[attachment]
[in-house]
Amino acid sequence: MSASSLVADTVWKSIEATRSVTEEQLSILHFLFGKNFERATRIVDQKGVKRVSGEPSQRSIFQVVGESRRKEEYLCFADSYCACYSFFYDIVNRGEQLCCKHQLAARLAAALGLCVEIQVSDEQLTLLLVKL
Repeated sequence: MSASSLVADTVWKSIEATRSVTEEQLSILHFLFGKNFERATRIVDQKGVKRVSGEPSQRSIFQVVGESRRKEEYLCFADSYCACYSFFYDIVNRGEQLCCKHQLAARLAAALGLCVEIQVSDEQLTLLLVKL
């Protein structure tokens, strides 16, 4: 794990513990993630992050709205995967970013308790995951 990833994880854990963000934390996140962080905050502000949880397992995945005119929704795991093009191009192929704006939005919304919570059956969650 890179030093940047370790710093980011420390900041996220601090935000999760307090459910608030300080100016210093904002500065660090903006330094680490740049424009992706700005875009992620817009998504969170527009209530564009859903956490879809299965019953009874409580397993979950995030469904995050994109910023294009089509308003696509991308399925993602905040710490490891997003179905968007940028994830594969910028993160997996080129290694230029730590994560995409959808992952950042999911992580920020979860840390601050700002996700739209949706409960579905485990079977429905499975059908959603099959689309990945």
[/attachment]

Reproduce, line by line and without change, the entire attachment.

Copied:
[in-house]
Amino acid sequence: MSASSLVADTVWKSIEATRSVTEEQLSILHFLFGKNFERATRIVDQKGVKRVSGEPSQRSIFQVVGESRRKEEYLCFADSYCACYSFFYDIVNRGEQLCCKHQLAARLAAALGLCVEIQVSDEQLTLLLVKL
Repeated sequence: MSASSLVADTVWKSIEATRSVTEEQLSILHFLFGKNFERATRIVDQKGVKRVSGEPSQRSIFQVVGESRRKEEYLCFADSYCACYSFFYDIVNRGEQLCCKHQLAARLAAALGLCVEIQVSDEQLTLLLVKL
């Protein structure tokens, strides 16, 4: 794990513990993630992050709205995967970013308790995951 990833994880854990963000934390996140962080905050502000949880397992995945005119929704795991093009191009192929704006939005919304919570059956969650 890179030093940047370790710093980011420390900041996220601090935000999760307090459910608030300080100016210093904002500065660090903006330094680490740049424009992706700005875009992620817009998504969170527009209530564009859903956490879809299965019953009874409580397993979950995030469904995050994109910023294009089509308003696509991308399925993602905040710490490891997003179905968007940028994830594969910028993160997996080129290694230029730590994560995409959808992952950042999911992580920020979860840390601050700002996700739209949706409960579905485990079977429905499975059908959603099959689309990945």